Punch-Drunk Films & Ebertgate: A Toronto Int’l Film Fest Wrap

The curtains have finally dropped on the 27th Toronto International Film Festival, considered by many, myself included, as one of the best editions ever. After an exhausting 10-day celluloid bash which featured 345 films, 180 of them world and North American premieres, from 50 countries, my retinas have closed down while caffeine has found a permanent home in my body.

Alas, after the A-list parties, Hollywood galas and jaw-dropping vixens jettison out of my beautiful hometown, I’m left with a storage bin full of wonderful, original, daring cinema in my mind, some films sure to win fame and glory, others, sadly, to disappear into the celluloid sky, never to be seen from again.

The folks at the fest handed down their major awards today, giving Peter Mullan’s controversial film, “The Magdalene Sisters,” the top prize. The UK production, about the experiences inside a shocking Irish Catholic convent, has received much criticism from the Catholic Church and was booed in Venice. This is exactly the type of film TIFF audiences embrace so it’s a natural fit. The City Award for Best Canadian Feature went to David Cronenberg’s “Spider,” a story that follows the slow descent into madness of an insane man returning home. The film’s lead, Ralph Fiennes, is already getting Oscar hype for this role.

The People’s Choice Award went to the charming Kiwi film, “Whale Rider,” which tells the story of a New Zealand girl finding her roots. Runners-up include Michael Moore’s “Bowling For Columbine” and UK smash-hit “Bend It Like Beckham,” directed by Gurinder Chadha. The Independent Film Channel’s Visions Award went to the brilliant “Russian Ark,” from master filmmaker Alexandr Sokurov and the FIPRESCI Prize went to Gael Morel’s “Les Chemins De L’Oued.”

As for your humble doctor, it was a glorious week finding gems and follow-ups from international masters. Here, from the endless vault that is my celluloid mind, are my most memorable films for the 27th annual TIFF:

1) “Punch-Drunk Love”: Simply extraordinary, in every sense of the word. P.T. Anderson’s surreal romantic-comedy comes out of left field but delivers and unexpectedly poignant, original and mind-boggling performance. Sandler is good, very good, but P.T. is the star here. As usual, his soundtrack, both music and aural, is phenomenal, and his neat narrative devices keep the film rolling. Many will hate this one, as Sony has already began screwing up their marketing for the film, but for those of you who love to be slapped in the face silly by a filmmaker, mark this one down – [US release date: October 11].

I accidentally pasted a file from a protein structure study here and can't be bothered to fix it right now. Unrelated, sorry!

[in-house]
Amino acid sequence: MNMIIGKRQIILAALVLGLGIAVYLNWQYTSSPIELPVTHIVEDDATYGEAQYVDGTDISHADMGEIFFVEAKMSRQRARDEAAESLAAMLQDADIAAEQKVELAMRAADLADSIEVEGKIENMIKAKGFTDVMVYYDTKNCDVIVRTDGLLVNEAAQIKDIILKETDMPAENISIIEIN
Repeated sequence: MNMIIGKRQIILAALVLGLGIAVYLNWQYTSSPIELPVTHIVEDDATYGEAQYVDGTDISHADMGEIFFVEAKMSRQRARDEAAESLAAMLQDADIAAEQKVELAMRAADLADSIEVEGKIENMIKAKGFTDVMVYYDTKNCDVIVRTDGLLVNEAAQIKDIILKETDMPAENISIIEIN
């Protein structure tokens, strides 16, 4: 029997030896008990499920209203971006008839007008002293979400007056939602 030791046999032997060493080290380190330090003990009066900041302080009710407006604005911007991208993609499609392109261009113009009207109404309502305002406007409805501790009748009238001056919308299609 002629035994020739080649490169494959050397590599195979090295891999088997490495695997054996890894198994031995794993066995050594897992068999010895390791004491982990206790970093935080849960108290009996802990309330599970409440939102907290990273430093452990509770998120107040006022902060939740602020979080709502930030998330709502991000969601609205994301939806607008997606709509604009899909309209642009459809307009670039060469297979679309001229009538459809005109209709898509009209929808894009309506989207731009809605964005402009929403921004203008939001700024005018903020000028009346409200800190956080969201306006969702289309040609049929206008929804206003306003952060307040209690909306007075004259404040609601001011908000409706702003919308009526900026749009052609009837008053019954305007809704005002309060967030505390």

1.5) “Talk To Her”: While Almodovar’s “All About My Mother” has been hailed as his greatest work ever since he took home an Oscar for it, I dare say this latest film from the flamboyant Spaniard tops them all. While “AAMM” looked at women and their desires, “Talk To Her” explores men and how they love. The story is funny, tragic, and bold, everything a film like this couldn’t be in Hollywood, full of beautiful moments touched lightly by Almodovar’s wonderful sense of compassion. I would be shocked if a Foreign Oscar nomination doesn’t follow.

2) “Stevie”: Largely credited for pushing the documentary genre into a newfound renaissance, “Hoop Dreams” director Steven James brought another story from rural America before his thoughtful eye and the result is my pick for best find at this year’s fest. “Stevie” is a complex yet engaging look at Stevie Fielding, the troubled young boy James became Big Brother to while attending college. James returns many years later to find the naive young boy has become a misguided orphan, prone to bouts of violence and sexual abuse. In my many years of watching documentaries, I cannot remember a filmmaker who has taken the stakes this high. Not content to merely let the camera roll, James turns the cameras on himself and becomes an active participant in the life of Stevie, and in so doing, the film itself. I dare say you won’t find a more honest movie this year, and sincerely hope Oscar takes notice.

3) “Far From Heaven”: Todd Haynes has established himself as one of the preeminent voices in American indie cinema, never one to shy away from edgy, boundary-pushing material. “Far From Heaven” certainly continues in this tradition and goes even further then Haynes was willing to go before. Borrowed from the pages of Douglas Sirk’s 50s cinema, Haynes’ looks at the implosion of a perfect, happy home and the consequences that follow. Haynes is not afraid to deliver tragic results, preferring to play his narrative through honest, unflinching eyes.